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Ackland Art Museum hosts global cult cinema film forum at the Varsity Theatre

The Ackland Film Forum will return to the Varsity Theatre for four weeks, presenting art films displaying different cultures.

The Ackland Art Museum’s Film Forum at the Varsity Theatre on Franklin Street kicked off last Thursday with “The Man Who Saved the World," a movie known as the Turkish "Star Wars." 

It's one of four films making up the series' Spring 2022 theme: global cult cinema.

Audiences will often seek out cult films because they have a dedicated fanbase, according to Film Forum Programmer for the Ackland  and Associate Professor of English and Comparative Literature Martin Johnson. 

“In many cases, the filmmakers were trying to make the film they wanted to make and it ended up finding an audience that was even more popular than they anticipated,” Johnson said.

The Film Forum was co-organized by the Ackland and UNC's Film Studies Program in the Department of English and Comparative Literature.

“As a non-movie buff, I quickly learned that ‘cult classics’ are beloved movies that have a real sense of fun and excitement for a group of people,” said Public Programs Coordinator for the Ackland Lindsey Hale. 

The Forum has taken many different forms over the years, Hale said, including virtual watch parties that the Ackland hosted on Amazon Prime and Zoom during the pandemic.

The series originally debuted in 2011. Past forums have focused on on American female directors, global queer cinema and American music.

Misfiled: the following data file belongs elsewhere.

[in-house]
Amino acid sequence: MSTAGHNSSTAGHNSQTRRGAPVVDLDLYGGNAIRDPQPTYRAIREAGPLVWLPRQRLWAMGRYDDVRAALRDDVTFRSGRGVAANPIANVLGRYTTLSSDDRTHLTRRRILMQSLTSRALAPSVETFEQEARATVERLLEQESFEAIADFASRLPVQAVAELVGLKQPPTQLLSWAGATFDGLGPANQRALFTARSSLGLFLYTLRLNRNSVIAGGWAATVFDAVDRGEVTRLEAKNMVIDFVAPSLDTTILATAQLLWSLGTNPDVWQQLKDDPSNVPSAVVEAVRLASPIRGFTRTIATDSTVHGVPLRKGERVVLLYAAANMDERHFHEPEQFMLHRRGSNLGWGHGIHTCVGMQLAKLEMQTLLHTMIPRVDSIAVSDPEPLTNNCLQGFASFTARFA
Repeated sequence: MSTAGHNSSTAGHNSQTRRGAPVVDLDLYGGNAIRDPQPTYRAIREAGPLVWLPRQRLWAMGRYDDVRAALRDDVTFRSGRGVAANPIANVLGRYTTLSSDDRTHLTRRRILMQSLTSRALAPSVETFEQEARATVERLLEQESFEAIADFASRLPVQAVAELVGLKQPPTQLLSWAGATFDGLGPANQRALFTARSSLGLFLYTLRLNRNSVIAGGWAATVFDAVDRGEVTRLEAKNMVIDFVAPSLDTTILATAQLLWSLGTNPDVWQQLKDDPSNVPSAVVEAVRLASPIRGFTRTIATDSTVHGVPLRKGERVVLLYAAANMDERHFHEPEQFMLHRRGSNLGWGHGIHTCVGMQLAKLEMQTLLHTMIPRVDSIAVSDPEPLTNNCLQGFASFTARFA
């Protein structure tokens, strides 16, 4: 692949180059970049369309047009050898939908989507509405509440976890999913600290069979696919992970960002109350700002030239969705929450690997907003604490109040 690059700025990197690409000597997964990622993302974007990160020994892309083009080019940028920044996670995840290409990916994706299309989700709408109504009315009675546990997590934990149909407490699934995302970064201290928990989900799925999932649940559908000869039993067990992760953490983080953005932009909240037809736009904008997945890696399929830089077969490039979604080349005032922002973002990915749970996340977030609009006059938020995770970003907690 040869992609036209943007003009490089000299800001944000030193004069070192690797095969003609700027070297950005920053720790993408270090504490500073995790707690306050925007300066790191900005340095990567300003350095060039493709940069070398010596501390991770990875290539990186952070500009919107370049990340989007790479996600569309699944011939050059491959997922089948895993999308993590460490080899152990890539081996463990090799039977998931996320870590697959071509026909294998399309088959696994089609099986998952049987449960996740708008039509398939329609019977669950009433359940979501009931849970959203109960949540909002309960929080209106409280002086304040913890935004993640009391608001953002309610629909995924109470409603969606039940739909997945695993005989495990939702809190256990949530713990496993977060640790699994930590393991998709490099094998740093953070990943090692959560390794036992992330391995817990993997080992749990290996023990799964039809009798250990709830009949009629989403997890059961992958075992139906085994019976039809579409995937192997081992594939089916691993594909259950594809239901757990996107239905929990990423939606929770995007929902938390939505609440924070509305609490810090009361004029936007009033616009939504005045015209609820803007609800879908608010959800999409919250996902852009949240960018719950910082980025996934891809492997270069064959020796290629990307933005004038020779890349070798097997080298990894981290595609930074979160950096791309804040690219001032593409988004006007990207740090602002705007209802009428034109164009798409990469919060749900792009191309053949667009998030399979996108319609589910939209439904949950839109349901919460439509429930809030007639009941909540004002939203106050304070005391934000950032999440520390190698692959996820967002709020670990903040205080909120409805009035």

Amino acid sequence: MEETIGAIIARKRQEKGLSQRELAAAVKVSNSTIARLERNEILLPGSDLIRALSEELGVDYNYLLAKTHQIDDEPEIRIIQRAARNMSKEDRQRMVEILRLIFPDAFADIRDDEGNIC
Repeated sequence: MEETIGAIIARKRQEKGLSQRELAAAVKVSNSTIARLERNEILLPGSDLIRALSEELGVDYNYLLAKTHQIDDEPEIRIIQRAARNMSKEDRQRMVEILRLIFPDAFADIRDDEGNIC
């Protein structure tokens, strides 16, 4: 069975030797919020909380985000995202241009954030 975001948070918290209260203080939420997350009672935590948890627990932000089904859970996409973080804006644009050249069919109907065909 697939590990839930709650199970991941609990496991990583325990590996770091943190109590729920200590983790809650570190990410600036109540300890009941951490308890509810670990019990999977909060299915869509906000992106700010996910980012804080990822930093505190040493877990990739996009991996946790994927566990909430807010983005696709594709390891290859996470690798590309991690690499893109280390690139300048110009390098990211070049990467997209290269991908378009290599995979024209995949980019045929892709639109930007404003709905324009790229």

“(The Ackland) had this idea to show a film and instead of doing it inside the Ackland, the idea was to do it in a theater within the community,” said Varsity Theatre Owner Paul Shareshian.

The films also reflect what the Ackland is currently showing at the museum, Shareshian said.

This spring, the Forum works in conjunction with an installation in the Ackland’s second floor gallery that features displays of work used in University classes, Hale said. 

Visitors can find examples of posters from the Ackland collection on display for a Research Methods in Film Studies class that Johnson is currently teaching.  The class is a collaborative online international learning course with Iain Robert Smith, senior lecturer in film studies at King's College in London. 

Three more films are part of this spring's series: “The Big Boss,” “Tears of the Black Tiger” and “Om Shanti Om.” Each showing will be accompanied by a brief introduction from a local film buff, Hale said. 

“These films are all really fun to watch and as we are emerging out of the pandemic that’s what I really wanted to do with this series,” Johnson said. 

Screenings are free and open to the public, and will be held Thursdays for the next several weeks.

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